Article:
Can anyone help?

Can anyone help me understand my blood results and advise whether I should be on medication?

Many years ago had two ops to remove most of thyroid, have never been on any medication for this as always been told that thyroid is working.

Also have AF and a pacemaker fitted now, also had an ablation op. I have always firmly believed that AF is closely linked to thyroid problems , although no one cares to listen.

My blood tests are as follows

TSH 1.18

T3 4.6

FT4 1.3

TPO 731

Can anyone advise me please

10 Replies

  • Hi Clock, this is sad. Why the NHS feels it is cheaper or more efficient to put patients through all those procedures than give adequate and inexpensive treatment for thyroid conditions doesn't make sense. While it can't be certain in your situation, this article clearly shows what can happen to your heart when under medicated. The heart and brain rely on good amounts of T3.

  • Hi heloise, thanks for the reply, not sure I understand it all though

  • Well, your metabolism is responsible for the pumping action of your heart. If it is deprived of that because you don't have enough hormone being delivered to it, it causes those issues you suffered as in atrial fibrillation.

    Do you have the ranges for those blood tests you have?

  • G

  • This makes me very sad to read your post. Sadly it is so common. You have Hashimotos - the Auto-immune Thyroid illness. To the right of this page under Topics you can click onto Hashimotos and have a read.

    You are possibly also deficient in Iron - Folate - Ferritin - B12 - VitD. Being low in these vital nutrients can also affect the heart-beat. Is your T4 really 1.4 ? The little bit of remaining thyroid is not able to produce adequate amounts of T4. In my non-medical opinion you desperately need treatment. Heloise is right - if only GP's could interpret blood tests correctly and understand the workings of the thyroid they could save the NHS a fortune with other expensive procedures. It really does not make sense....

    I do hope you can soon find some help - meanwhile keep posting and asking questions - you really do deserve some answers....

  • Sorry Marz, my fault in typing, FT4 should read 13 not 1.3. Going to read that topic you recommended now

  • Go back to the person who gave you your results and ask for the reference ranges and the units of measurement. Without that information you will be working in the dark.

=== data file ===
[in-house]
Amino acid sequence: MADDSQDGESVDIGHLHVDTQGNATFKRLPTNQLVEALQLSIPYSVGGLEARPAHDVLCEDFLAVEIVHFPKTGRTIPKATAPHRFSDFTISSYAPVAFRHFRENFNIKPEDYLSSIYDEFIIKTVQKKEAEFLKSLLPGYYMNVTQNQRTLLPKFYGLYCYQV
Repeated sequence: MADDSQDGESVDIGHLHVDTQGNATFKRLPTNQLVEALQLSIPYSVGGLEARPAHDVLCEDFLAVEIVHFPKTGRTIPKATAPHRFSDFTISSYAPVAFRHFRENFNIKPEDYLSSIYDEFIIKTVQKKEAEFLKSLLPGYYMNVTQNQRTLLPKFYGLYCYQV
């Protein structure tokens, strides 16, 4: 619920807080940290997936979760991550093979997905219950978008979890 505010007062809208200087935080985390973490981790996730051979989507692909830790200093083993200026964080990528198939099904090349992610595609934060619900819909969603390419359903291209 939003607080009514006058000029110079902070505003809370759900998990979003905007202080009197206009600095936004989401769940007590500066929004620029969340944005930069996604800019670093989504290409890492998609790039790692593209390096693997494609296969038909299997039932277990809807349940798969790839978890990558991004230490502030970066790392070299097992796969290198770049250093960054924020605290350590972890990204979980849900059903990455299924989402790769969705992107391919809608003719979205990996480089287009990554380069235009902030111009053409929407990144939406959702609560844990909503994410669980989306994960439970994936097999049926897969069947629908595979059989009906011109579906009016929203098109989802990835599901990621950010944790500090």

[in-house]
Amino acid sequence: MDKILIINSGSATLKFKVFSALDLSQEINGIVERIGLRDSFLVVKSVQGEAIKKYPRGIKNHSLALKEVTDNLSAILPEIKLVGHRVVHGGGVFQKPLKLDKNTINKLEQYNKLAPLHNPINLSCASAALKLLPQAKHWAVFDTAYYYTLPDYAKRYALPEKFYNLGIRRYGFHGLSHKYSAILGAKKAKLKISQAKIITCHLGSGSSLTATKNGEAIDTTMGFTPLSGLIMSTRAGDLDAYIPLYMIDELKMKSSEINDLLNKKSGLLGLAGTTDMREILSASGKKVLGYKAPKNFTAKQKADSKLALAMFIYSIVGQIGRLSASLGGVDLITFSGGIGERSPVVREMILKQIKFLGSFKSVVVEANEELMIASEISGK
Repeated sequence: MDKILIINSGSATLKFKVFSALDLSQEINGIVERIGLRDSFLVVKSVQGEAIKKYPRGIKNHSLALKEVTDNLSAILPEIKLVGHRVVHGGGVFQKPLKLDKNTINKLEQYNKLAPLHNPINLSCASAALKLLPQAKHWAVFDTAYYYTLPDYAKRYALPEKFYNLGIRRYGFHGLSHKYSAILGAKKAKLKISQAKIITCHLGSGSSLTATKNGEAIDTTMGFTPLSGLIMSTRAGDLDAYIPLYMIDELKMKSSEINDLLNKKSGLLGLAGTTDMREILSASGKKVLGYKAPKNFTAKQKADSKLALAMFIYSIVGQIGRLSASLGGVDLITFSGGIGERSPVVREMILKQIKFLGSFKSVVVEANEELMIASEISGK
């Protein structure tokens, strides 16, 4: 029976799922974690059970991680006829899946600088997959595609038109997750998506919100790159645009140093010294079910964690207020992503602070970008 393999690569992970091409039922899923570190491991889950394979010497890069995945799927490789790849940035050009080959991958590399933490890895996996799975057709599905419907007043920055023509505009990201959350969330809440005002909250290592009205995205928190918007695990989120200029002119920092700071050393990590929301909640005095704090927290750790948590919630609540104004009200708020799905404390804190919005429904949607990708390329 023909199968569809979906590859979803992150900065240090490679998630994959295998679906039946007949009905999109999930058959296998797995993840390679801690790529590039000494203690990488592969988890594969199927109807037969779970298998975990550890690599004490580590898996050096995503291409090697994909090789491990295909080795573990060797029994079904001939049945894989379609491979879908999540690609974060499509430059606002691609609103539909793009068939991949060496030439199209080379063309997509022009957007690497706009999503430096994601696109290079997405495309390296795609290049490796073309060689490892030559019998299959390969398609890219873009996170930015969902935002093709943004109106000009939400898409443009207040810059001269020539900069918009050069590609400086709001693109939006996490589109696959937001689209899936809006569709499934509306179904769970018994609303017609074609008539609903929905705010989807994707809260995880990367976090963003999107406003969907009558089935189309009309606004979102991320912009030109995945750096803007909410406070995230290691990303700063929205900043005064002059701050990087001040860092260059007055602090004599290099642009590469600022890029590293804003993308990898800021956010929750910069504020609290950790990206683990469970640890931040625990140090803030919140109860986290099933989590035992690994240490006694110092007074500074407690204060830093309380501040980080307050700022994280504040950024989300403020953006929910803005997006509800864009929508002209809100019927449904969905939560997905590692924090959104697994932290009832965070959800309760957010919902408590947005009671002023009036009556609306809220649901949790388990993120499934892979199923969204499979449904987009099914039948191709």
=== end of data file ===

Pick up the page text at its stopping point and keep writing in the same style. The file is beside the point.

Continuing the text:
• I assume you originally had Graves /overactive thyroid

    this sensitises the body to high levels of thyroid hormone and thus never never should they rely on blood tests

    you have high thyroid antibodies

    your tsh is low which could indicate central hypothyroid/pituarity fault

    your T3 is middling

    Your t4 is way too low it should be 19 or more

    given your symptoms i believe you need treating

  • AF can be caused by excessive thyroid hormone. Your levels now are typical, possibly a little low. If your AF is thyroid related it could be because prior to having your thyroid operation you may have had high thyroid hormone levels for quite some time. Thyroid problems may or may not have contributed to your AF. Your current hormone levels would not cause AF.

    If you had high thyroid hormone levels for some time your thyroid axis 'set point' can be down regulated. In simple terms this means your TSH is a bit lower than it should be leading to fT3 and fT4 levels that are lower than they should be. The real issue is whether you are to some extent hypothyroid now? Do you have symptoms of hypothyroidism? If you feel fine then that's great, there's no need to worry about your hormone levels, we are all different. If you do have signs and symptoms of hypothroidism then you will need treatment. Doctors will be reluctant to prescribe higher doses of hormone lest it aggravates your AF. So in summary if you feel fine great, if you have signs and symptoms of hypothyroidism then they need to treat you.

  • Check out your magnesium, too. Low magnesium can have an effect on the heart.

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